Culver’s budget includes no tax hikes, funds education

County Executive Bob Culver has sent a fiscal 2020 budget to the County Council that leaves property taxes untouched, fully funds the school board’s operational needs and awards county employees a 2 percent pay hike.

Even more so than in most budget years, the spending proposal that would take effect on July 1 was drafted in the face of a host of serious variables that could affect county revenues and just-over-the horizon expenses.

The county must address the state’s minimum wage hike (which will force changes to county salaries, wait for the spending fallout that will come from a state commission charged with improving local education (which will likely increase education spending requirements) and calculate possible revenue (which would come if a forecasted fall 2020 recession occurs).

Culver’s plan calls for $148.54 million in operational spending and $3.52 million in “pay-go” funding for capital projects already planned.

Last year’s budget totaled $150 million, after the County Council reduced Culver’s $151.39 million spending submission. The council has the power to cut the budget and adjust spending in certain areas, but has now power to increase spending.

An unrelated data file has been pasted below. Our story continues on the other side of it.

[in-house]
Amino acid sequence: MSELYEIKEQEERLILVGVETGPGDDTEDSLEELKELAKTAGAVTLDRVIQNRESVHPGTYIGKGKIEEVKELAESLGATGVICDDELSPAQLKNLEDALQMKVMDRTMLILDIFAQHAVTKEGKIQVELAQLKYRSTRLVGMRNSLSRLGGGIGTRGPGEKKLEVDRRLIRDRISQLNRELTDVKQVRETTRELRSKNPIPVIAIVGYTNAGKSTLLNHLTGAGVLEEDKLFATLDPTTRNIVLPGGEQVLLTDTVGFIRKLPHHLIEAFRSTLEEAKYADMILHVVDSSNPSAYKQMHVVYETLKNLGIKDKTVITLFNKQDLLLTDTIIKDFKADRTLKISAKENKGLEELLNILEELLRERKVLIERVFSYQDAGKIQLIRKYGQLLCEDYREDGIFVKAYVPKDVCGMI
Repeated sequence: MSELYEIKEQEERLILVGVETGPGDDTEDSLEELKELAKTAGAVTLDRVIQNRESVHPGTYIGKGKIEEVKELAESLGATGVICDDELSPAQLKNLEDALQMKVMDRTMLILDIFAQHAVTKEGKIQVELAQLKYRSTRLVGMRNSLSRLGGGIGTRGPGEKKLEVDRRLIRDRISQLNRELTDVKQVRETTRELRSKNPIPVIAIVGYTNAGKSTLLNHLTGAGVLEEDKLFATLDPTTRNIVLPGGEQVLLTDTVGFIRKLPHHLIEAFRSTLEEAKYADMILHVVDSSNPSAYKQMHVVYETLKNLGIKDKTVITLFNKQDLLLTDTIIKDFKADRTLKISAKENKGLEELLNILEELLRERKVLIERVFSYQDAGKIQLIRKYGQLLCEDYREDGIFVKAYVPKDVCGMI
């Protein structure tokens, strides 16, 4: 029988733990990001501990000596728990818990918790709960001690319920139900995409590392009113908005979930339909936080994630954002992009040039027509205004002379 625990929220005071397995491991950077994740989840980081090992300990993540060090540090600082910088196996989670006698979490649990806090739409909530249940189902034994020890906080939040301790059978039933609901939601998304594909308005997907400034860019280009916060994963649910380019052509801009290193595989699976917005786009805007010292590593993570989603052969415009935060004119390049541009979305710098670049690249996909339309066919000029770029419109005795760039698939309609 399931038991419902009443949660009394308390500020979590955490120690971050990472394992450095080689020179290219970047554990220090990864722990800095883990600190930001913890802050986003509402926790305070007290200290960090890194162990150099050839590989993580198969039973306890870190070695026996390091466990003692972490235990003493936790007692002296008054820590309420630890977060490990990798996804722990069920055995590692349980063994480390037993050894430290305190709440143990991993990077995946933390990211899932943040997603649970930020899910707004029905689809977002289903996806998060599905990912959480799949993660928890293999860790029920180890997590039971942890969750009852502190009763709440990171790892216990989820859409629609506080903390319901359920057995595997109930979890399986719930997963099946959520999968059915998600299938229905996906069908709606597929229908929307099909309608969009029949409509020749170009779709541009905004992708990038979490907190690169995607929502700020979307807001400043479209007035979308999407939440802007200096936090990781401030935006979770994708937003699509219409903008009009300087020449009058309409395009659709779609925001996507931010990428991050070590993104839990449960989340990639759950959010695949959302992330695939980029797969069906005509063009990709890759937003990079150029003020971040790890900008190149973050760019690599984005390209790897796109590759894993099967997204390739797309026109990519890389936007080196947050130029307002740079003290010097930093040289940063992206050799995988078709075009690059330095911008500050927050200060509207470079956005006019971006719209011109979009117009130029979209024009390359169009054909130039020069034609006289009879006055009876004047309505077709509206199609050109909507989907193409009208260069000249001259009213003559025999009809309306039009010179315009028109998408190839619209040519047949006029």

Culver shared the budget with the council on Friday afternoon. The legislative body could react publicly to the spending plan at its regular work session on Tuesday.

Culver has proposed awarding $57.08 million to the Board of Education, which is about $1.87 million more than the county contributed last year. That amount would be about 38 percent of total county spending.

The second-largest recipients of county revenues are departments which oversee Public Safety and Health, which claim 26 percent of the budget.

Revenue derived from property taxes totals $66.86 million, which reflects a 3.76 percent increase in property base. Revenues from income taxes — so-called piggyback taxes added to the state’s collections — are $52.20 million. Those totals and other various revenue sources put total available receipts at $145.02 million.

In his attached budget message, the County Executive said his spending plan addresses the county’s core needs: public safety and health, education and county infrastructure.

“Recognizing that our citizens’ household and business finances are still under pressure, my proposed budget calls for no increase in either real or personal property tax rates,” Culver said.

This is the first budget offered by Culver in his second term and the fifth he has presented since his election in 2014.

Under the parameters of the county’s revenue cap on receipts from property taxes, the county’s property tax would actually decline by a miniscule amount, going from 0.9426 cents to 0.9346 cents. Every penny on the tax rate accounts for about $623,000 in revenue.

The big capital spending items remain consistent with previous plans: Money for a new Beaver Run Elementary on Old Ocean City Road, a new headquarters for the Sheriff’s Office and seed money for runway and hangar improvements at Salisbury-Wicomico Regional Airport.

Regarded as an untapped economic engine, Culver would hike spending at the airport, which would see and additional $50,000 in operational funding and a total of $220,000 in capital funds. The county is expecting state and federal contributions to eventually bring down that spending commitment total.

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